Brazil may be known for many things, from its genre-spanning musical universe to its mind-boggling nature, but its designers may be the next thing to catch your eye. Brazil’s unique furniture design has been turning heads since the 1960s, and continues to be recognized for its hallmarks and signatures.




The 20th-century designer of Brazil created an opulent, tropical alternative to the cool linear stylings of Breuer, Eames, Jacobsen and Le Corbusier, featuring sensuous curves, richly coloured indigenous hardwoods and the luxurious leather and cane used in local craft. Works by Brazil’s midcentury greats, such as Oscar Niemeyer, Sergio Rodrigues, Joaquim Tenreiro and Lina Bo Bardi, have long been pursued by museum curators and specialist collectors.

The Brazilian design quest was for “authentic modernism,” combining lustrous indigenous materials and traditional local craftsmanship with European references and Bauhaus geometries to form an aesthetic all its own. The idea got a boost from two early visits by the Swiss-French midcentury modern architect Le Corbusier.

European immigrants adapted the aesthetic of the old world and used mellifluously named woods such as jacaranda, imbue, cabreuva and roxinho to construct distinct pieces that alluded to the rain forests, gauchos and fishermen of their new home.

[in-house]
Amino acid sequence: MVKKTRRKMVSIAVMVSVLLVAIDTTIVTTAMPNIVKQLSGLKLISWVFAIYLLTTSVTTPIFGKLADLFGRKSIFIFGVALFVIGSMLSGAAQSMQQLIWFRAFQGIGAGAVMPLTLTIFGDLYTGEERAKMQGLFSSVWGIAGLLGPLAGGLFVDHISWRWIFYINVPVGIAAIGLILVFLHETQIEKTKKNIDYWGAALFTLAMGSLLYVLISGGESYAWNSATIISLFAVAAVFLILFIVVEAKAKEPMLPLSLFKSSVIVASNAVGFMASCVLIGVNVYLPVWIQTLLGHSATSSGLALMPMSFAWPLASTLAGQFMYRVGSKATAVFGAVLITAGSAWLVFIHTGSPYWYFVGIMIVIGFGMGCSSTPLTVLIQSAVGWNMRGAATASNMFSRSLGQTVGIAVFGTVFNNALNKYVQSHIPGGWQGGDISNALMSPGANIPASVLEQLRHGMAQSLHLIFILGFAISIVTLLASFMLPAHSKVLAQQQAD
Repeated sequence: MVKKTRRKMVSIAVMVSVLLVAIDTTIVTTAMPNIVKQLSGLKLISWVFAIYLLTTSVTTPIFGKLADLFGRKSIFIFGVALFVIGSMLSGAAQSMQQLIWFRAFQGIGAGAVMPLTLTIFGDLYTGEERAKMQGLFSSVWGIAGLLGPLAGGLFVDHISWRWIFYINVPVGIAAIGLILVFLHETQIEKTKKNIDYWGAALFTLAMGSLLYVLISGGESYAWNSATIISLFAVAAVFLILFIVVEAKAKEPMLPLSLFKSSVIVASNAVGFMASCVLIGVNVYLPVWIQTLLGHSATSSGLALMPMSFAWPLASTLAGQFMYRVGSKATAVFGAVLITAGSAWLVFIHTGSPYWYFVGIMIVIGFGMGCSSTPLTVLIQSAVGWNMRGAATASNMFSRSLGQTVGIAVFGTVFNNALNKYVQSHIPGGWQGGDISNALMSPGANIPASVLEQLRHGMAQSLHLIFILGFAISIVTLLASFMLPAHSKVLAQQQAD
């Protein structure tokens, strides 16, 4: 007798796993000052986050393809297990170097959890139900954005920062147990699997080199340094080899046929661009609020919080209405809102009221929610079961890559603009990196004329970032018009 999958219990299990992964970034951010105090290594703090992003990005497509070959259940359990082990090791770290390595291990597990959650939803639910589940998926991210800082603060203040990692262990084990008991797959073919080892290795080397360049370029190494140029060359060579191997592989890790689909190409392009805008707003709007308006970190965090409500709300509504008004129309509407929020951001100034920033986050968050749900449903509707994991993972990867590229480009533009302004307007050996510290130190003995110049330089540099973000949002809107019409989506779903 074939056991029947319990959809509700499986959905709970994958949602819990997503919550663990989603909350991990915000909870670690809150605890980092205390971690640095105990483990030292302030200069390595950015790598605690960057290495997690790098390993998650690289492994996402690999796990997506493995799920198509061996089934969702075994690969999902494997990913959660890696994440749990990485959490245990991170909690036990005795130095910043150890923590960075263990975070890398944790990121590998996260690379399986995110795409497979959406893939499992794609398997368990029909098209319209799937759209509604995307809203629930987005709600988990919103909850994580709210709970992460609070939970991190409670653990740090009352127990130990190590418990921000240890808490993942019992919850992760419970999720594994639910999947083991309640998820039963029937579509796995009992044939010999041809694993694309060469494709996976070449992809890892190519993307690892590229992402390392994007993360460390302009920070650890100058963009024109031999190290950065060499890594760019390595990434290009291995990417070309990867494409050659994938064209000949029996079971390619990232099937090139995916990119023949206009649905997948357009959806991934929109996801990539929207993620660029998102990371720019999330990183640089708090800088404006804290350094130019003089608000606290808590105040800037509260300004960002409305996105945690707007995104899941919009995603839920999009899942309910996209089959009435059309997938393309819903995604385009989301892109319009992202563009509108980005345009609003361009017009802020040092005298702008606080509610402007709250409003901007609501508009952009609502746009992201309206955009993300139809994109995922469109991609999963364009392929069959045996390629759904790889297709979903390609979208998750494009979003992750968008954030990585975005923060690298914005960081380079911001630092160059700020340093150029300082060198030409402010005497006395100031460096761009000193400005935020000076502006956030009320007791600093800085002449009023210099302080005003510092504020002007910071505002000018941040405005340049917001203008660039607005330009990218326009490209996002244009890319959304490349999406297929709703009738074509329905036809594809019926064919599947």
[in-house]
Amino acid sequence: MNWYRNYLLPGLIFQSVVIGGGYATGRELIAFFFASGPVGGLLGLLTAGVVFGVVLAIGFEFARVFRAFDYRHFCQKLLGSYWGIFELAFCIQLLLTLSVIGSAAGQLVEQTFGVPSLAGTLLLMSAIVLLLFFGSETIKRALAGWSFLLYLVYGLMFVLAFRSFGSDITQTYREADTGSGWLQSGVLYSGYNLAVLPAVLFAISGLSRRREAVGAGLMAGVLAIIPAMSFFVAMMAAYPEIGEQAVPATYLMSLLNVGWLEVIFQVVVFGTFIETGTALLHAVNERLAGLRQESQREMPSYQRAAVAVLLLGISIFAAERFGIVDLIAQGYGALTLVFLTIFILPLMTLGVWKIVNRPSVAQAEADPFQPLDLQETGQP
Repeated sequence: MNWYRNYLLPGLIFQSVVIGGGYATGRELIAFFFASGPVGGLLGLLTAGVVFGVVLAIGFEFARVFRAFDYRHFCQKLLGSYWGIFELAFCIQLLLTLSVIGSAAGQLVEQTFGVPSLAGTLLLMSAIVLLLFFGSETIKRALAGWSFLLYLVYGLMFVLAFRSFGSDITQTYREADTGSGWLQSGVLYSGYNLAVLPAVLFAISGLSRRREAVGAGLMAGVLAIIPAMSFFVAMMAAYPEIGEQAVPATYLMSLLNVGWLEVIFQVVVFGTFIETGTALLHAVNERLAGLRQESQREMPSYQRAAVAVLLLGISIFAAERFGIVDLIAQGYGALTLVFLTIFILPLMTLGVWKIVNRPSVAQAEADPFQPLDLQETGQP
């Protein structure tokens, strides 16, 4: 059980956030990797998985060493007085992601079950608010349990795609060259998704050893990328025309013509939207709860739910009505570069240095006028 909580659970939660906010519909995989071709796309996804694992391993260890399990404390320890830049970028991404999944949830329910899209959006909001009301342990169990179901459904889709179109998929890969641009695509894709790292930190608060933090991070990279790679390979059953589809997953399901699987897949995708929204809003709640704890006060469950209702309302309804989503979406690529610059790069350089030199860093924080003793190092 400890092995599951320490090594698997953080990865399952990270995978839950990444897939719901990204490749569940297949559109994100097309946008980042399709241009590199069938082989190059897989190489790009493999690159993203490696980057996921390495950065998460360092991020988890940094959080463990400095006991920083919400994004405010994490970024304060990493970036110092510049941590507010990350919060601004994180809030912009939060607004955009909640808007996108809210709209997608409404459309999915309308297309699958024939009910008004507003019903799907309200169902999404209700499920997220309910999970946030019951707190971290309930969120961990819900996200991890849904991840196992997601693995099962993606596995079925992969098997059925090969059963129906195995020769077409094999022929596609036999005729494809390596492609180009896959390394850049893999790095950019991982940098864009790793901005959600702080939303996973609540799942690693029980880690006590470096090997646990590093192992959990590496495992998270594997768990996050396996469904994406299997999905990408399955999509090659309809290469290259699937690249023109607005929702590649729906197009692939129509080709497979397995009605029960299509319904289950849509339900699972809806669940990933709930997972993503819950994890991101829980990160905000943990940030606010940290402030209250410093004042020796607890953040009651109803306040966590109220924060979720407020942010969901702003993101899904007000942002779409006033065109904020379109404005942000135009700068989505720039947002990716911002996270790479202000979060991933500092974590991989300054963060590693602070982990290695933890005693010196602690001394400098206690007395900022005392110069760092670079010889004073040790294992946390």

Joaquim Tenreiro, a pioneer of furniture design in the mid 20th century, highlighted lightness as “a principal to which I felt modern Brazilian furniture should adhere … lightness which has nothing to do with weight per se, but with grace and functionality in space.” Sensuous curves, tropical woods, woven leathers and traditional techniques like caning and netting were all part of a style that developed in Brazil from the 1940s to the 1970s.

But because the pieces were not made in large numbers and were generally made to order for private homes, not corporate settings, they weren’t readily available or visible outside Brazil. Today, with authorised reissues of the most admired originals and the emergence of a new generation of artist-designers, they seem to have gained new relevance.